Links:

Goddess tree Hazel
Hazel

 

Thursday, 18 September 2014

Valkyrie Reginleif



Mentioned on a pillar at a 12th Century stave church in Ornes, Norway, this valkyrie is one of the ferocious and divine of the Valkyries.

Her name is Reginleif and she's "Daughter of the Gods". A demigoddess with supernatural abilities as opposed to being a mortal type of valkyrie woman and spirit. Let me describe Reginleif in a little more detail.

She's connected to a raven's banner. Her hair is the colour of pearl, and her eyes shimmer like silver stars. She wears armour and sometimes a cloak of black feathers. One of the more sinister and dark valkyries associated with blood, war, the occult and death, Reginleif rides on a black wolf named Heart-Biter (Hjartfanu).

She's listed in the Eddas. Here is an extract from Grimnismal that is quoting from Odin:

Hrist ok Mist
vil ek at mér horn beri,
Skeggjöld ok Skögul,
Hildr ok Þrúðr,
Hlökk ok Herfjötur,
Göll ok Geirahöð,
Randgríð ok Ráðgríð
ok Reginleif.
Þær bera einherjum öl.
I want Hrist and Mist
to bring me a horn,
Skeggjöld and Skögul,
Hildr and Þrúðr,
Hlökk and Herfjötur,
Göll and Geirahöð,
Randgríð and Ráðgríð
and Reginleif.
They carry ale to the einherjar.


Saturday, 13 September 2014

Oak tree and acorn spirits




The Oak tree is sacred to Thunor, the god of thunder. Used by many Gothi, warriors and men, oak wood is symbolic of masculine power, drawing on the divine and supernatural strike of His lightning bolts.There is magic of an oak tree but there are female deities and feminine spirits also associated with the mighty oak.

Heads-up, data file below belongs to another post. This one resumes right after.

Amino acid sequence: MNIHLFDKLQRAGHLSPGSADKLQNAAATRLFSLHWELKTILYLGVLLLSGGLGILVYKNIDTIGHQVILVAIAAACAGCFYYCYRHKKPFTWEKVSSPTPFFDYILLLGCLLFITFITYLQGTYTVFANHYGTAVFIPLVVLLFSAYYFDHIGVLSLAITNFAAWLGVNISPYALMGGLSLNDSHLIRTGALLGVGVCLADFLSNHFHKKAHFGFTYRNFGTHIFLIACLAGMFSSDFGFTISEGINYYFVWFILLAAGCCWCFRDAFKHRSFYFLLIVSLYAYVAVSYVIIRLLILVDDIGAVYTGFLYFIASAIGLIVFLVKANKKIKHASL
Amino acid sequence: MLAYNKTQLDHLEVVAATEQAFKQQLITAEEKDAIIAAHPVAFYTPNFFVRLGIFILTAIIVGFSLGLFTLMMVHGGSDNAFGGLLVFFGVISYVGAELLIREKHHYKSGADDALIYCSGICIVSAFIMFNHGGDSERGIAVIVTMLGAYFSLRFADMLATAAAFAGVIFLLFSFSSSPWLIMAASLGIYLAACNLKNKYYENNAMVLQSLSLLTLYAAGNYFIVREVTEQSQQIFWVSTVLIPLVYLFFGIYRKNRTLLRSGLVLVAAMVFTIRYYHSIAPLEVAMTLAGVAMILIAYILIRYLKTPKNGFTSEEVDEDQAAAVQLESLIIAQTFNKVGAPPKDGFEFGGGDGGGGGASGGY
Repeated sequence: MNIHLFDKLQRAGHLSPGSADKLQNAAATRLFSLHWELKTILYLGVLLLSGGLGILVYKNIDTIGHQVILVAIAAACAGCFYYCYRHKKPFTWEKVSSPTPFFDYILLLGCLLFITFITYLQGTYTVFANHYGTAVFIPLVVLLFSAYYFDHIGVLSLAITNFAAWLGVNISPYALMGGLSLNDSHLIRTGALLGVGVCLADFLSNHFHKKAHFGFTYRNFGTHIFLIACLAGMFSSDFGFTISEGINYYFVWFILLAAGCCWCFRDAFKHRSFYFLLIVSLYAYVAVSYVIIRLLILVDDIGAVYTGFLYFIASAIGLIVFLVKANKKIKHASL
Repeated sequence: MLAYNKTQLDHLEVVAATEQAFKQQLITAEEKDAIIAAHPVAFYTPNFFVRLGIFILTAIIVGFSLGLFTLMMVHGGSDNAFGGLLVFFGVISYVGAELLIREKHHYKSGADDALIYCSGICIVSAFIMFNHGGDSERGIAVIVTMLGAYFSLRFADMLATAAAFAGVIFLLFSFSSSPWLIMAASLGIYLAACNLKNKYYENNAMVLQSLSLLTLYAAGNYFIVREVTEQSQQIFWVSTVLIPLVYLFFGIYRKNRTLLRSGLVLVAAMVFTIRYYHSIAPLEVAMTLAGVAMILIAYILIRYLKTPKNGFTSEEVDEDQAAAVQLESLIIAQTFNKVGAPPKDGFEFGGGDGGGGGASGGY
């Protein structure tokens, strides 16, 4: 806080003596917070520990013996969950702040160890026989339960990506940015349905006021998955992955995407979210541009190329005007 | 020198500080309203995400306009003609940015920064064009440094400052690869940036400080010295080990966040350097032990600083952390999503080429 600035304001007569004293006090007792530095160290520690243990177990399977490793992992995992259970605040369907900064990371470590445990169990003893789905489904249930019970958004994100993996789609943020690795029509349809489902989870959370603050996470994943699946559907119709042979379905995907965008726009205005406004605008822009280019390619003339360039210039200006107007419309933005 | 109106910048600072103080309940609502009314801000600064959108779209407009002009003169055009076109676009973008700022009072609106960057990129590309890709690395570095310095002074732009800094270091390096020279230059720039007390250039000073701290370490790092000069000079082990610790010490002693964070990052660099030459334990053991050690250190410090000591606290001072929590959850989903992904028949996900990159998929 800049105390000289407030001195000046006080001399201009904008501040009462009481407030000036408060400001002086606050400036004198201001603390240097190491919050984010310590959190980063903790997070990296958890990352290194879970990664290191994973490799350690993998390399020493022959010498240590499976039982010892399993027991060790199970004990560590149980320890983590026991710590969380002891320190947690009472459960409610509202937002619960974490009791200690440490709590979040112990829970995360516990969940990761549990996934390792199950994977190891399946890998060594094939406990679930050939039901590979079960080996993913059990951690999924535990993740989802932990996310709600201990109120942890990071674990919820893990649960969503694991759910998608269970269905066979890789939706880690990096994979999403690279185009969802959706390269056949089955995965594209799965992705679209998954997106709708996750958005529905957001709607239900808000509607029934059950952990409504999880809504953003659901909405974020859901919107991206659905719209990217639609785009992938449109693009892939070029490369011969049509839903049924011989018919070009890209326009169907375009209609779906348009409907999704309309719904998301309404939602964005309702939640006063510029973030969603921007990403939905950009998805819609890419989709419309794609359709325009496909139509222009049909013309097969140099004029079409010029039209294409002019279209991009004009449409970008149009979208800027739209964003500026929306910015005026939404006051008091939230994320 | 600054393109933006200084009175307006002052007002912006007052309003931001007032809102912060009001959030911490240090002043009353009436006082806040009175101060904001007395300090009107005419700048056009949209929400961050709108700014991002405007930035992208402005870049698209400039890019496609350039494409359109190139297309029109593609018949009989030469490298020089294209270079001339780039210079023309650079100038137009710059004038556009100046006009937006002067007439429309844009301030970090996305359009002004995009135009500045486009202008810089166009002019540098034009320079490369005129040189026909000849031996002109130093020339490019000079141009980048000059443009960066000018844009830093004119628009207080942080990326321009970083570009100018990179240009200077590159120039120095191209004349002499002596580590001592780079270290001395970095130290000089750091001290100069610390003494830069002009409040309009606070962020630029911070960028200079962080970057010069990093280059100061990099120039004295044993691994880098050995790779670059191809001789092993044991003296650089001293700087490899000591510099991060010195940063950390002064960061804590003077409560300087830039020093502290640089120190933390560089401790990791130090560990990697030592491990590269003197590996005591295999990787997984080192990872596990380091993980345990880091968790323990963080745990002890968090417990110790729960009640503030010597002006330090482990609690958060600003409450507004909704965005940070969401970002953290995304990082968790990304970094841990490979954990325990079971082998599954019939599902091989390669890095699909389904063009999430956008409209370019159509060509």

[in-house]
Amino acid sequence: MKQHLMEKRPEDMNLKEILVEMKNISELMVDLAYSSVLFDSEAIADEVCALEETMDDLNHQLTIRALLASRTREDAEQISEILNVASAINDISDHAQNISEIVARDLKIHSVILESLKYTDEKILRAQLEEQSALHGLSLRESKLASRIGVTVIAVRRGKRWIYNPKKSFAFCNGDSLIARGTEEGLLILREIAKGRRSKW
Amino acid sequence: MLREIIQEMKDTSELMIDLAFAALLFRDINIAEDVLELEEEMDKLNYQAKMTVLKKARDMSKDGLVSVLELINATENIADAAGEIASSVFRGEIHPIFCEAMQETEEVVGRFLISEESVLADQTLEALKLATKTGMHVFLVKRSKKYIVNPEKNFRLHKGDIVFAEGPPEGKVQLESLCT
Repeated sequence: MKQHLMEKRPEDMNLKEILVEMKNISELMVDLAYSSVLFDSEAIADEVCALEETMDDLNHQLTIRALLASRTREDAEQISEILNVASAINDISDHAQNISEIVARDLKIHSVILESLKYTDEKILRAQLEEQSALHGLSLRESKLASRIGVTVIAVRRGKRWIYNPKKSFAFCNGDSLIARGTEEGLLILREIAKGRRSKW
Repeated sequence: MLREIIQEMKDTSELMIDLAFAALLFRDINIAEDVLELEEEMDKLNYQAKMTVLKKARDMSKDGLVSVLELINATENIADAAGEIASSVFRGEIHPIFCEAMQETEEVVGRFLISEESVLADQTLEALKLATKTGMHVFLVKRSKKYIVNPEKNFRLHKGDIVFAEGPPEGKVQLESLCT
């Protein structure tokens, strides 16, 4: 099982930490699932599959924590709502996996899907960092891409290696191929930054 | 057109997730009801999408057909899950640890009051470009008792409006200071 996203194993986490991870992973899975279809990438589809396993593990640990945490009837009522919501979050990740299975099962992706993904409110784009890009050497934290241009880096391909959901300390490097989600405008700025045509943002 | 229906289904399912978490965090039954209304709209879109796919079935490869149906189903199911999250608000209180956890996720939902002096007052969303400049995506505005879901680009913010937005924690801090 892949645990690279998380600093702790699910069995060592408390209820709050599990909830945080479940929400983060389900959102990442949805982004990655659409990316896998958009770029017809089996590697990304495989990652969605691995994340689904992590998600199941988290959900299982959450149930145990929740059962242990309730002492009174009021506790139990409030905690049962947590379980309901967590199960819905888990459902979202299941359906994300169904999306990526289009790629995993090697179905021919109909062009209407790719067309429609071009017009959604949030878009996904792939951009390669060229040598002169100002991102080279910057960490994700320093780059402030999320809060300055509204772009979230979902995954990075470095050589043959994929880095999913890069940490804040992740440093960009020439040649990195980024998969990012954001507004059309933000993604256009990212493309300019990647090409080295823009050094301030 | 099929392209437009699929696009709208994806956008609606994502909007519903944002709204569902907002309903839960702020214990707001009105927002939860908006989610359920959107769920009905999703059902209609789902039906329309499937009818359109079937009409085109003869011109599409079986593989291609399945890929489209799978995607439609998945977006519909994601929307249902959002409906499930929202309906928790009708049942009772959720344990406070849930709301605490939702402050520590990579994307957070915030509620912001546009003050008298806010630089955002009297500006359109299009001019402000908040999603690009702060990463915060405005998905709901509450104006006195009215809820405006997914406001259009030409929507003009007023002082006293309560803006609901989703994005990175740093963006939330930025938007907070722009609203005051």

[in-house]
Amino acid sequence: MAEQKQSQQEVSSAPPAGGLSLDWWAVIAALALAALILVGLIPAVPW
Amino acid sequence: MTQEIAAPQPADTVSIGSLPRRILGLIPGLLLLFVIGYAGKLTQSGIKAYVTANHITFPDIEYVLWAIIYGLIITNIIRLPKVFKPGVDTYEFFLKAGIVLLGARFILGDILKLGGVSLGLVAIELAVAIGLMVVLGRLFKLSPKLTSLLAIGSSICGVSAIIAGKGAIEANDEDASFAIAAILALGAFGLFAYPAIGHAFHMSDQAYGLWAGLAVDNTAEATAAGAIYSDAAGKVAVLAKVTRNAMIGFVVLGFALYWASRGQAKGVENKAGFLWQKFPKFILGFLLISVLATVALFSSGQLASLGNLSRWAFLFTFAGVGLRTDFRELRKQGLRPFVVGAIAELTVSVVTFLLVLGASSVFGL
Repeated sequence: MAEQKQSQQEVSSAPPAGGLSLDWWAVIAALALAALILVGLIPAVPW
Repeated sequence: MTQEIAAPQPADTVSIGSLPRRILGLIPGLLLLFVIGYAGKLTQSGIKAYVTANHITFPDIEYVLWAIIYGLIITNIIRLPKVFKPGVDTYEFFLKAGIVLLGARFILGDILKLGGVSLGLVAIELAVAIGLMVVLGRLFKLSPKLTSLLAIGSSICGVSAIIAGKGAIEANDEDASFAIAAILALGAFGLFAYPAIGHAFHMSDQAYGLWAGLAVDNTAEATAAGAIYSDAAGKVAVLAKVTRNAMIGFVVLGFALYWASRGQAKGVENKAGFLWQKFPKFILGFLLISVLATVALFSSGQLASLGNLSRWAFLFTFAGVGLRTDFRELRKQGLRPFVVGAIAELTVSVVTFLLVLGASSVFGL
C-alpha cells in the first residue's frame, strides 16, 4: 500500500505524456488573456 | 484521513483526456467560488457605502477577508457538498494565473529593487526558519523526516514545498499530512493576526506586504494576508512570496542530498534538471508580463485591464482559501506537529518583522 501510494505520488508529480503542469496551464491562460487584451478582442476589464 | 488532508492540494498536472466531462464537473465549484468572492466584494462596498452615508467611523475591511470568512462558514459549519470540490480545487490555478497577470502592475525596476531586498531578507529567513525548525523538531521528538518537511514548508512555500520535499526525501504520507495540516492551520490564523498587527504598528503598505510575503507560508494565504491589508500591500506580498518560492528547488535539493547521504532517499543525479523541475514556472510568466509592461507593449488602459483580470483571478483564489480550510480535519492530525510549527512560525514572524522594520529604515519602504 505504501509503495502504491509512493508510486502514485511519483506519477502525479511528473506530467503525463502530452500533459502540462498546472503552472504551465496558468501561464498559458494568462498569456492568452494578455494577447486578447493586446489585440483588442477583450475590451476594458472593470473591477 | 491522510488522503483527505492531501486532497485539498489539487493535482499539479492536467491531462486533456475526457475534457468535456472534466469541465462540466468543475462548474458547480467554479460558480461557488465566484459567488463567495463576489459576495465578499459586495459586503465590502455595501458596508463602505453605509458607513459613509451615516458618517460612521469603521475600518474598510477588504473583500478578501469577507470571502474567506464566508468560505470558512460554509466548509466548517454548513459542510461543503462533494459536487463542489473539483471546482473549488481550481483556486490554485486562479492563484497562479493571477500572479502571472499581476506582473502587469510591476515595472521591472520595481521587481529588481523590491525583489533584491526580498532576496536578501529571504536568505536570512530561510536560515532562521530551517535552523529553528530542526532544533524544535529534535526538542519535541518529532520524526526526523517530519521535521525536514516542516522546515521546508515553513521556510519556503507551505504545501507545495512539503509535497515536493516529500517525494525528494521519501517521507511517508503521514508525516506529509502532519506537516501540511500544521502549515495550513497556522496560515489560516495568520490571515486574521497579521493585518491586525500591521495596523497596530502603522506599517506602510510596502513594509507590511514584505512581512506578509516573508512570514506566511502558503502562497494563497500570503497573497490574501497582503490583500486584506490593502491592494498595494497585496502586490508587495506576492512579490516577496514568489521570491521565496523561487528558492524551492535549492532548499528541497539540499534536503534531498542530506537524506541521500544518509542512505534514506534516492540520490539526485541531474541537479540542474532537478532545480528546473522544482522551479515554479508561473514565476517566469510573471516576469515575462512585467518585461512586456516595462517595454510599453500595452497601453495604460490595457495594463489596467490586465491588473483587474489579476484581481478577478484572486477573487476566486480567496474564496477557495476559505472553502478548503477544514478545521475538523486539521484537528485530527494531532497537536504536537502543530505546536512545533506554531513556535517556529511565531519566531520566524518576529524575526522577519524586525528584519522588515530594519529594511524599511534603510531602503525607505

There are many spirits and other supernatural guardians of the oak, some look like animals and others like children. Also there are feminine powers of the oak tree that women can gain. Among the oak trees cast of divinities include girls who are spirits and goddesses that thrive in forests and the oaks are special to them. These are dryads, Hamadryads, fae, female light elves, yakshinis and Nang Ta-khian. Among the dryads are the Querqeutrulanae who belonged to the oak grove. The main hamadryad of acorn bearing trees was called Balanos. Goddess Diana fashioned her bows and arrows from oak trees, and the oak was sacred to Her.

The fact the oak tree is associated always with the male gods of thunder and lightning is the power of the tree and the nature as it pulls the strength from the sky towards it. The oak made into tools, weapons, carvings and even doors (particularly if the oak was already struck by lightning) creates a protection spell and acts as a guard. Men have been dominant in voicing their own affinity with the oak and much that has been written down is a fraction of oral traditions.

The fruits of the oak tree, the acorns, are well known for their shape and immortality. These acorns are edible and strong so when planted in soil, the roots begin growing quickly. There is magic of the acorns because these were gathered to induce fertility and spells made using them to increase the better of family, health and communal well being. Certain pagans, witches and healers carried acorns and oak galls as talismans.